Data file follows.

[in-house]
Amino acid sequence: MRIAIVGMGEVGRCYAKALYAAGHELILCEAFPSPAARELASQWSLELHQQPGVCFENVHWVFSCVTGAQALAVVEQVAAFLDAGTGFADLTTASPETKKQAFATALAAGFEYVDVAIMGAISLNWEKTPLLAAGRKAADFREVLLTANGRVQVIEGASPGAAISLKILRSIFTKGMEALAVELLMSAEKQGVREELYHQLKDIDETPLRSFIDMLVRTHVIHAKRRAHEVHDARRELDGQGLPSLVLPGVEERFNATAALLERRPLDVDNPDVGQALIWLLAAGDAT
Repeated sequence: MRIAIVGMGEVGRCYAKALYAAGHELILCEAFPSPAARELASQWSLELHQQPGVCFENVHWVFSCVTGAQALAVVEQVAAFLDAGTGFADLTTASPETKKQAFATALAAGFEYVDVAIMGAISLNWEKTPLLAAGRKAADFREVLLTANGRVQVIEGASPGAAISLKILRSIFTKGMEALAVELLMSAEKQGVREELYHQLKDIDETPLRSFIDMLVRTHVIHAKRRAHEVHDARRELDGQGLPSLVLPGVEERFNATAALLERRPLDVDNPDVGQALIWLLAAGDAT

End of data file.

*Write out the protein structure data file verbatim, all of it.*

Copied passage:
[in-house]
Amino acid sequence: MRIAIVGMGEVGRCYAKALYAAGHELILCEAFPSPAARELASQWSLELHQQPGVCFENVHWVFSCVTGAQALAVVEQVAAFLDAGTGFADLTTASPETKKQAFATALAAGFEYVDVAIMGAISLNWEKTPLLAAGRKAADFREVLLTANGRVQVIEGASPGAAISLKILRSIFTKGMEALAVELLMSAEKQGVREELYHQLKDIDETPLRSFIDMLVRTHVIHAKRRAHEVHDARRELDGQGLPSLVLPGVEERFNATAALLERRPLDVDNPDVGQALIWLLAAGDAT
Repeated sequence: MRIAIVGMGEVGRCYAKALYAAGHELILCEAFPSPAARELASQWSLELHQQPGVCFENVHWVFSCVTGAQALAVVEQVAAFLDAGTGFADLTTASPETKKQAFATALAAGFEYVDVAIMGAISLNWEKTPLLAAGRKAADFREVLLTANGRVQVIEGASPGAAISLKILRSIFTKGMEALAVELLMSAEKQGVREELYHQLKDIDETPLRSFIDMLVRTHVIHAKRRAHEVHDARRELDGQGLPSLVLPGVEERFNATAALLERRPLDVDNPDVGQALIWLLAAGDAT